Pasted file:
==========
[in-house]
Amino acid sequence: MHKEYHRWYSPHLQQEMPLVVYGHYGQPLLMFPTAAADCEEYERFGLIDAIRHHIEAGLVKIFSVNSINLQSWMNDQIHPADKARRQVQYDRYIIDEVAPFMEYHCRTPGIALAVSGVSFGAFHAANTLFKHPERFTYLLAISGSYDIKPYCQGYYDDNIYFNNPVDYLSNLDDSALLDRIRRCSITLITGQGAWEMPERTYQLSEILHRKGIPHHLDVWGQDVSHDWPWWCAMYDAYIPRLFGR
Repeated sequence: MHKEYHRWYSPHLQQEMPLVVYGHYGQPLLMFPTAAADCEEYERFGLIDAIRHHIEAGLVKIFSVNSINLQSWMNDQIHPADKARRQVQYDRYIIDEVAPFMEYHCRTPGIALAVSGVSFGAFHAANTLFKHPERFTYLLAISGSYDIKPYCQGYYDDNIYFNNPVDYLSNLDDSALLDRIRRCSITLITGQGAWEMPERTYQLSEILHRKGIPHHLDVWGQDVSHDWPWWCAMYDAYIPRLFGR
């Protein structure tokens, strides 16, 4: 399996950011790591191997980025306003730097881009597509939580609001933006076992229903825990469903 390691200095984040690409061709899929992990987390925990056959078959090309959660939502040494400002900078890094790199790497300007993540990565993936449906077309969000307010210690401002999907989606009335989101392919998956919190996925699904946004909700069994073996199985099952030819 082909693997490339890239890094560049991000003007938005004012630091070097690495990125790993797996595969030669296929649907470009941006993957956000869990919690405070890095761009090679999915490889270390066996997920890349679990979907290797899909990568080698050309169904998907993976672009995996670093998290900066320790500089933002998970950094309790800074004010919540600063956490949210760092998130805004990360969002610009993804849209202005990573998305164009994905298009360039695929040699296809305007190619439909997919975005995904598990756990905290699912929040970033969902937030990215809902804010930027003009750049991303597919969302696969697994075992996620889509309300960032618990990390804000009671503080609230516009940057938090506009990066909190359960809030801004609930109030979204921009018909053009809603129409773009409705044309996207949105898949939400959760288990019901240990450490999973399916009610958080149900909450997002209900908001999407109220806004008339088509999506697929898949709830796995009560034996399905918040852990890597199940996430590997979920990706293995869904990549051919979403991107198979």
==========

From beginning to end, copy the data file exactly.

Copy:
[in-house]
Amino acid sequence: MHKEYHRWYSPHLQQEMPLVVYGHYGQPLLMFPTAAADCEEYERFGLIDAIRHHIEAGLVKIFSVNSINLQSWMNDQIHPADKARRQVQYDRYIIDEVAPFMEYHCRTPGIALAVSGVSFGAFHAANTLFKHPERFTYLLAISGSYDIKPYCQGYYDDNIYFNNPVDYLSNLDDSALLDRIRRCSITLITGQGAWEMPERTYQLSEILHRKGIPHHLDVWGQDVSHDWPWWCAMYDAYIPRLFGR
Repeated sequence: MHKEYHRWYSPHLQQEMPLVVYGHYGQPLLMFPTAAADCEEYERFGLIDAIRHHIEAGLVKIFSVNSINLQSWMNDQIHPADKARRQVQYDRYIIDEVAPFMEYHCRTPGIALAVSGVSFGAFHAANTLFKHPERFTYLLAISGSYDIKPYCQGYYDDNIYFNNPVDYLSNLDDSALLDRIRRCSITLITGQGAWEMPERTYQLSEILHRKGIPHHLDVWGQDVSHDWPWWCAMYDAYIPRLFGR
């Protein structure tokens, strides 16, 4: 399996950011790591191997980025306003730097881009597509939580609001933006076992229903825990469903 390691200095984040690409061709899929992990987390925990056959078959090309959660939502040494400002900078890094790199790497300007993540990565993936449906077309969000307010210690401002999907989606009335989101392919998956919190996925699904946004909700069994073996199985099952030819 082909693997490339890239890094560049991000003007938005004012630091070097690495990125790993797996595969030669296929649907470009941006993957956000869990919690405070890095761009090679999915490889270390066996997920890349679990979907290797899909990568080698050309169904998907993976672009995996670093998290900066320790500089933002998970950094309790800074004010919540600063956490949210760092998130805004990360969002610009993804849209202005990573998305164009994905298009360039695929040699296809305007190619439909997919975005995904598990756990905290699912929040970033969902937030990215809902804010930027003009750049991303597919969302696969697994075992996620889509309300960032618990990390804000009671503080609230516009940057938090506009990066909190359960809030801004609930109030979204921009018909053009809603129409773009409705044309996207949105898949939400959760288990019901240990450490999973399916009610958080149900909450997002209900908001999407109220806004008339088509999506697929898949709830796995009560034996399905918040852990890597199940996430590997979920990706293995869904990549051919979403991107198979």